detecting a search request from a client browser to the web server for a search on said first search provider and said second search provider;
in response to said detected request, instantiating a search context associated with the search request, the search context exposing the first search method and the second search method,
creating at least one web page and sending the at least one web page to the client browser, the at least one web page comprising a code behind object, the code behind object generating code that calls the first search method and the second search method exposed in the search context; and
responding to a call from the web server to said methods exposed in said search context by performing said search on the first search provider utilizing said first search method and on the second search provider utilizing said second search method, receiving a first search result from the first search provider in said first response format from of said first search provider, receiving a second search result from the second search provider in said second response format of said second search provider, and providing said first and said second search results to the web server in a ubiquitous format, the ubiquitous format being generic with regard to any of the first and second search providers and the corresponding formats thereof.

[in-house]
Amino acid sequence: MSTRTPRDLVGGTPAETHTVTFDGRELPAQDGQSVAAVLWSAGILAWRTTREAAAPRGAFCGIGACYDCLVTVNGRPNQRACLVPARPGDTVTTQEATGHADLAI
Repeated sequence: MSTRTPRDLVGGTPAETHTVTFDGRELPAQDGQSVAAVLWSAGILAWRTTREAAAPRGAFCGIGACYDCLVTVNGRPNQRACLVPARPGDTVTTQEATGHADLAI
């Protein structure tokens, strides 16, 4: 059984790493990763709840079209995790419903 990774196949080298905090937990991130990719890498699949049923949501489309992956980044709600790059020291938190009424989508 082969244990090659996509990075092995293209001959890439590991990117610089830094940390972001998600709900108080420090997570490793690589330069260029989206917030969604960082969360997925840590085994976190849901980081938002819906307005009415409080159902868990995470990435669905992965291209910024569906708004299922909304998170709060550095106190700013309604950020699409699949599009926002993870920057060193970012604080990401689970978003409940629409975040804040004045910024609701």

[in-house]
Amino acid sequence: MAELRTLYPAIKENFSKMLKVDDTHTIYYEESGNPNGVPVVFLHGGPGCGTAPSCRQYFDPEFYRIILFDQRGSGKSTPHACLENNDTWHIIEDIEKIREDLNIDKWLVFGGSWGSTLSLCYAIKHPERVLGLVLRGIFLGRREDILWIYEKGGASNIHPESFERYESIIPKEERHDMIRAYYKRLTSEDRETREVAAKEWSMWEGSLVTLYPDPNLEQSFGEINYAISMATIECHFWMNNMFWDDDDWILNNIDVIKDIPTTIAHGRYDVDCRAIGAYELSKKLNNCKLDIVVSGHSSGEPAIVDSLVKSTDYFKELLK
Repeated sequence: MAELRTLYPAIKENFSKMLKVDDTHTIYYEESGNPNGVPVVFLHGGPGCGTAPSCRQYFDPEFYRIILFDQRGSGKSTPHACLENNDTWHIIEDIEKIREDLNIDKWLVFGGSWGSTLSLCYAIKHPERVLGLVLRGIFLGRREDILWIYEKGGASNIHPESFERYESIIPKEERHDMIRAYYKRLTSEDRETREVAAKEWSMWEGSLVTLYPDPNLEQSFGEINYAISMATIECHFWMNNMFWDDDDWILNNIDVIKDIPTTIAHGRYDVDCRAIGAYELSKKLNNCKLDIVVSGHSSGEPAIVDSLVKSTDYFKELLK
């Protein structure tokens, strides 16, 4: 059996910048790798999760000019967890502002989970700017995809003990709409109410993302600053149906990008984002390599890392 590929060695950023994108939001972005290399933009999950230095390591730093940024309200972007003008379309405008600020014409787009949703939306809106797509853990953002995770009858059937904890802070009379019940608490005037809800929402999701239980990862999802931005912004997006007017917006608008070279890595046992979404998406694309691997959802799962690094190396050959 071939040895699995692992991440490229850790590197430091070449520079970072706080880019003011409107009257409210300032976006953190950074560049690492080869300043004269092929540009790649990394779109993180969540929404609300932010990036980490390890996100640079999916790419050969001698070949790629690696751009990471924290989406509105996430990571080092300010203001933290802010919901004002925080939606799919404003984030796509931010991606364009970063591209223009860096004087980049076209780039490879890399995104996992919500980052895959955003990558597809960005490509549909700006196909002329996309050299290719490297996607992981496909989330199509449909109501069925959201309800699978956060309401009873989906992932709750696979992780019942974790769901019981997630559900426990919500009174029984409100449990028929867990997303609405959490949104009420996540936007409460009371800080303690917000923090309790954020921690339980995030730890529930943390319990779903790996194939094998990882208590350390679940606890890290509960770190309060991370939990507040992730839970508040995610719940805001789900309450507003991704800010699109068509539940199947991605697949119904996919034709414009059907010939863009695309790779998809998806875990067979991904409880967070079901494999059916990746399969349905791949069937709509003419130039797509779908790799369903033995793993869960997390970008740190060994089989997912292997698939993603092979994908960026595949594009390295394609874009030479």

5. The method of claim 4, where said step of providing said first and said second search results comprises:
returning said first and said second search results in a unified format.